Choices, choices! When the American Queen docked in Cape Girardeau, the shore excursion choices were many. And they all sounded interesting to me.
However, our time in the Missouri town was limited. The River Times newsletter left on my cabin bed the night before noted that we would arrive in Cape Girardeau at noon and have to back on board at 4:30 for a 5 p.m. departure.
On the free Steam cruiser options, we could visit the Mississippi River Tales Mural, The Red House Interpretive Center, Old St. Vincent’s Church, The Glenn House, Crisp Museum, Old Bridge Overlook and Park, Cape River Heritage Museum and Cape Girardeau Convention and Visitors Bureau. Whew!
Know how far I got on my time in Cape Girardeau? I rode the Steamcruiser on its first round dropping off passengers at the various stops, just so I could get a lay of the land. Then I got off at The Red House Interpretive Center to chat with the folks there and strolled back to the American Queen and admired the floodwall murals on the way. Really going to have to go back to Cape Girardeau sometime to see what I missed.
“Cape Girardeau has a population of about 45,000,” said guide Linda Hill. “We’re located about halfway between St. Louis and Memphis … We’re Rush Limbaugh’s hometown. His father is a judge and his grandfather was a judge. The family is well regarded around here.”
In the 1730s, a young Frenchman named Jean Baptiste Girardot established a trading post at a rock promontory jutting from the west bank of the Mississippi River. This large promontory was referred to as “the cape,” a significant headland projecting well into the river.
However, Girandot was a trader, not a settler, and by the middle of the 1700s, Girardot had moved on. His name with some spelling changes remained.
Although the Mississippi River was the reason Cape Girardeau exists, the mighty muddy Mississippi has also been devastating to the community. Every few years, the river would ravage the downtown area, wiping out businesses and bankrupting proprietors.
In order for the city to survive, something had to be done to tame the river. Plans took decades. “In 1956 work began on our flood wall to protect Cape Girardeau,” Linda said. “The wall was finished in 1964 at a cost of $4 million.”
The huge wall has saved the historic downtown area many times over, particularly during the historic flood of 1993 when the river crested at 48,49 feet, nearly 17 feet above flood stage.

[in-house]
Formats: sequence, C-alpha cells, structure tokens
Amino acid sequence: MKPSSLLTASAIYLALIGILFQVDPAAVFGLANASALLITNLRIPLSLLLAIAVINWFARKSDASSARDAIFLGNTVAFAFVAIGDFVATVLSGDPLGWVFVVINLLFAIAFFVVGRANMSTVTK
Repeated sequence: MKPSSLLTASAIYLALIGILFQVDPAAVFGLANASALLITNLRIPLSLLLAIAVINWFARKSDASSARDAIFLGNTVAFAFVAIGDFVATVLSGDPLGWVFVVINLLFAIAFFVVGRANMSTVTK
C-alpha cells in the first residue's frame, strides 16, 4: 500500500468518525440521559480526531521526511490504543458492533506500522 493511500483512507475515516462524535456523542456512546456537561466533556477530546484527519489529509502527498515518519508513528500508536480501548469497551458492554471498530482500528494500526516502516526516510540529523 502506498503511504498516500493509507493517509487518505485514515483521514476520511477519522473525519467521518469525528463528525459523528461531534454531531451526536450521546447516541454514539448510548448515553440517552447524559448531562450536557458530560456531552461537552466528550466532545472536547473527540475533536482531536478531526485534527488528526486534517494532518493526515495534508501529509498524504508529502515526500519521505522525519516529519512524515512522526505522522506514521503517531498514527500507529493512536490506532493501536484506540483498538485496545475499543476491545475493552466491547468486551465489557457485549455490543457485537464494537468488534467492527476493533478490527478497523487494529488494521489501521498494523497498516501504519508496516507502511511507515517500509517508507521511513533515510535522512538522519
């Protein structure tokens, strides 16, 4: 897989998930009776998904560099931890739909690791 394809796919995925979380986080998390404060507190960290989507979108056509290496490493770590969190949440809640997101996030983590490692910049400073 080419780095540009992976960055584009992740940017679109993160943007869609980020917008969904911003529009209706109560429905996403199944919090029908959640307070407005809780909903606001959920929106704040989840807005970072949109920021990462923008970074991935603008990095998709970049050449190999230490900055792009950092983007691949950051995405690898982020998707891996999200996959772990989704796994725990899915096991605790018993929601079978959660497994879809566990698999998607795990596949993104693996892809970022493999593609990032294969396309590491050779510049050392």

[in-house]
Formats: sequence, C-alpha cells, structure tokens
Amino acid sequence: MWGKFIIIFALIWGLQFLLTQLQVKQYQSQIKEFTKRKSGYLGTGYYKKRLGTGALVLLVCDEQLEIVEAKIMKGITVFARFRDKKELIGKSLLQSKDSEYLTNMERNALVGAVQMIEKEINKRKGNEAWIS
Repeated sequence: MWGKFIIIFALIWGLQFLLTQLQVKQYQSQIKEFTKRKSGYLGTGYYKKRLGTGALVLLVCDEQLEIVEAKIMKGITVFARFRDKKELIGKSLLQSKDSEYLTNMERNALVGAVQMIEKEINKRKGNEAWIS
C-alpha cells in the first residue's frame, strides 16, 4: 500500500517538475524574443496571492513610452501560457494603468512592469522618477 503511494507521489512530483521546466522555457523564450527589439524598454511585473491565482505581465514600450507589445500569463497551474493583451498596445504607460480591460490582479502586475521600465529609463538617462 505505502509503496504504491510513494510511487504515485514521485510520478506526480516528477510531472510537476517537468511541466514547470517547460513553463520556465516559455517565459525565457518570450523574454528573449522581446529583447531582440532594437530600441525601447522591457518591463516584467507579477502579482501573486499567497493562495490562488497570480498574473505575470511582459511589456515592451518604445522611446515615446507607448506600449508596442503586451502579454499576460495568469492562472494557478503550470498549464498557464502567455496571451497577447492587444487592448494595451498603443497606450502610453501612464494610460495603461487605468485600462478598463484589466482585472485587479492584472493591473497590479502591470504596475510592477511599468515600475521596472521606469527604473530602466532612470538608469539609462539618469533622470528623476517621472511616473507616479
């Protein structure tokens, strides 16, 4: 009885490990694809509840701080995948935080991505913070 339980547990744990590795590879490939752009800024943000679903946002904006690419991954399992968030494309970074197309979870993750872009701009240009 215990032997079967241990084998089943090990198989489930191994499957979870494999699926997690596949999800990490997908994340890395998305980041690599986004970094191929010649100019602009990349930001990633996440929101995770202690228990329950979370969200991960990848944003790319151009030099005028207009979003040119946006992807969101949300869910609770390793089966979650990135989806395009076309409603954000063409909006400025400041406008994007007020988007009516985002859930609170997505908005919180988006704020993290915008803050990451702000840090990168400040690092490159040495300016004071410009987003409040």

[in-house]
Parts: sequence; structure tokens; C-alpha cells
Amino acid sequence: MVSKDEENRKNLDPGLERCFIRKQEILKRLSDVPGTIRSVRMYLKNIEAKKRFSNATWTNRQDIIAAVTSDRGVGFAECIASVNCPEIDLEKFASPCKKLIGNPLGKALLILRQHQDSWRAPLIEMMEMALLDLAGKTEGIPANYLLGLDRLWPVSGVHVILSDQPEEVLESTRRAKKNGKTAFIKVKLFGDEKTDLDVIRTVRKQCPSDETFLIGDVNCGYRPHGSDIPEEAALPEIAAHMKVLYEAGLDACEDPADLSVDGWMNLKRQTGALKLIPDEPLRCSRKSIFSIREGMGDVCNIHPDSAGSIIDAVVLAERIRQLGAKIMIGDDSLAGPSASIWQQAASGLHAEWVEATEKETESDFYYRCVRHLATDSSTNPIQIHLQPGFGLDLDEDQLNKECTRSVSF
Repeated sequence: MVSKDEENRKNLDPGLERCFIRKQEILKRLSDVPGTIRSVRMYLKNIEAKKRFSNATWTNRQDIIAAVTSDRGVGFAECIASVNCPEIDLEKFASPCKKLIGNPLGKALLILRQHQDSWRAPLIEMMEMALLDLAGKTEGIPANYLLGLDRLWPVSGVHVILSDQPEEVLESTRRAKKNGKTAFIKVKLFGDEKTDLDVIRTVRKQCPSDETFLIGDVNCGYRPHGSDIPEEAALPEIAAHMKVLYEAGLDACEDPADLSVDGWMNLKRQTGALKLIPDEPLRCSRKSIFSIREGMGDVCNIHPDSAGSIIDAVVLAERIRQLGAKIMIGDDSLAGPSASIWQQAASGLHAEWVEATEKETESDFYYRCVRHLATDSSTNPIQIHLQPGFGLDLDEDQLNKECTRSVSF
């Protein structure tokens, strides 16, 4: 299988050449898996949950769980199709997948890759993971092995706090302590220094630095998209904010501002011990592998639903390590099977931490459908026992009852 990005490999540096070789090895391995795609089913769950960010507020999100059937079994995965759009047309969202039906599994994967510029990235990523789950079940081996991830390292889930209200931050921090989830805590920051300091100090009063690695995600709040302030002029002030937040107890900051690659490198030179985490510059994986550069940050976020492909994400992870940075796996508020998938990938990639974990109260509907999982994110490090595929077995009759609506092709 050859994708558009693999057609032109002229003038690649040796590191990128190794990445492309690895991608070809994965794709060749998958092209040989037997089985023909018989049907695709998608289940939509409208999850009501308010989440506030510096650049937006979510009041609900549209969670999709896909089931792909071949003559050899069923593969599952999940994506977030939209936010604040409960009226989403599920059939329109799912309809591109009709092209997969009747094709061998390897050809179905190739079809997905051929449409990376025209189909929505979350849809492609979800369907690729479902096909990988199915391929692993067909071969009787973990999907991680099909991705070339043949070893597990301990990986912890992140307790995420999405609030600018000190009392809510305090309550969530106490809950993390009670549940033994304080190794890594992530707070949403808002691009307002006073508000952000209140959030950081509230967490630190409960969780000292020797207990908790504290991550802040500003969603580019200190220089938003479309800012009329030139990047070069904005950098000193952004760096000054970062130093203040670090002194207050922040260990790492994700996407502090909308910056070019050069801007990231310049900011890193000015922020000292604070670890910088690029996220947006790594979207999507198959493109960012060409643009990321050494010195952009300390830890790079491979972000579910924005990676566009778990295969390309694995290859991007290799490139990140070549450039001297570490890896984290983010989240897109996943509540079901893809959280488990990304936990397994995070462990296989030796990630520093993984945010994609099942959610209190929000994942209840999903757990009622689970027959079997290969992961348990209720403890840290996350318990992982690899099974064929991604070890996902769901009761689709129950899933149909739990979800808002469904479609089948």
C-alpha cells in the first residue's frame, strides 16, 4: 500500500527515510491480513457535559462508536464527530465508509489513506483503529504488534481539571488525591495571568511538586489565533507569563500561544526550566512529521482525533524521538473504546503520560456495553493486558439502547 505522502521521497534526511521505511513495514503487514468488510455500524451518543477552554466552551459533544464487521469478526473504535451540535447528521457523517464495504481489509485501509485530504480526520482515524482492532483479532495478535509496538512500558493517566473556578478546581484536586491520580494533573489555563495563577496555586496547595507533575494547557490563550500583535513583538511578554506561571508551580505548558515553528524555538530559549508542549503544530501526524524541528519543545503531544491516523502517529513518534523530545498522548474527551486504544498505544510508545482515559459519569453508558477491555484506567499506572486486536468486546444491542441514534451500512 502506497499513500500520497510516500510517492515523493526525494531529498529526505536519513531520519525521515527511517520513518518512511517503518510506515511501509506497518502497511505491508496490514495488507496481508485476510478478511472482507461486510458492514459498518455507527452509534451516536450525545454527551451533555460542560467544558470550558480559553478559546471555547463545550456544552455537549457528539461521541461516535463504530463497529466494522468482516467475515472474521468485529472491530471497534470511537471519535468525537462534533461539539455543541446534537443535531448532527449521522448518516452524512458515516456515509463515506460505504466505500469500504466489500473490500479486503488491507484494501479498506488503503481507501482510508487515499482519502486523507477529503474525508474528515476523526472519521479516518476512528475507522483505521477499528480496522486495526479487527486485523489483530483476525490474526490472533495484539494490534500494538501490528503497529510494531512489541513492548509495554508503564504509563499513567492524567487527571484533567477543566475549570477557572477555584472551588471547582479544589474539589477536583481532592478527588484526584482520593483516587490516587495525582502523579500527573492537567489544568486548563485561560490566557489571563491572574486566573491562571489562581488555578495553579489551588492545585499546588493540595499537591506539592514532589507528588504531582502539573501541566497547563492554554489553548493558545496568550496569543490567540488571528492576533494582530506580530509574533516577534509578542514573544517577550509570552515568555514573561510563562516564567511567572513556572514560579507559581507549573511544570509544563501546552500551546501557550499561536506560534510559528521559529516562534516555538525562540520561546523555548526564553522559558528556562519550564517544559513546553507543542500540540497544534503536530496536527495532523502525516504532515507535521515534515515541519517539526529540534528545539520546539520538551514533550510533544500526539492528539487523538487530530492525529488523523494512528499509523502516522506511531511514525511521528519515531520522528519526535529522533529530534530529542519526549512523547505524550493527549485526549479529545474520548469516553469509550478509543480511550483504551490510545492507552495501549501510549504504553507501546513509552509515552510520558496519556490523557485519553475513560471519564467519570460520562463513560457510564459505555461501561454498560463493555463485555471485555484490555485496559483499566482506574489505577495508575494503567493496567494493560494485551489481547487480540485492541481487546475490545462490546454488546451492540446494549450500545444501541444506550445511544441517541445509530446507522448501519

Since the city had such a large blank canvas, they decided to turn it into a work of art. The result is the Mississippi River Tales Mural with its pictorial history of the region and the Missouri Wall of Fame, featuring dozens of famous and infamous Missourians.
Dedicated in 2005, the 1,100-foot-long Mississippi River Tales Mural has 24 panels seeming to be in 3D, leaping out at viewers.
“It looks as though the wall is made out of stone but it’s not. It’s just concrete but it was painted to look like stone,” Linda said.
My favorite two panels are the “1803 Lewis and Clark” and the “1909 President Taft’s Visit.” On Nov. 23, 1803, Meriwether Lewis and William Clark stopped at Cape Girardeau to deliver letters of introduction to Louis Lorimier, another Frenchman who was given a land grant to the area in 1793 and established a trading post. Lewis found Lorimier presiding at a horse race.
“Look at the long hair on Lorimier in the painting,” Linda said. Lewis wrote in his journal that Lorimier’s well-kept tresses were “long enough at one point that they touched the ground when he was standing erect.”
To learn more about the Lewis and Clark visit to Cape Girardeau, I stopped by the Red House. The French Colonial building commemorates when Lorimier welcomed Lewis to dine with his family at Lorimier’s home, known as the Red House. The building now has some exhibits and interpretive panels, as well as items that might have been sold at Lorimier’s Trading Post.
Strolling back to the boat, I passed the mural honoring William Howard Taft’s visit to Cape Girardeau on Oct. 26, 1909. The first sitting President to visit the city, Taft was part of a 16-boat flotilla carrying a large number of dignitaries who came down the river to publicize the developing effort to stabilize and deepen the river channel.
An estimated 25,000 turned out to hear Taft speak. It was such a great celebration that for years after that date was known as “Taft Day.”
Photos by Jackie Sheckler Finch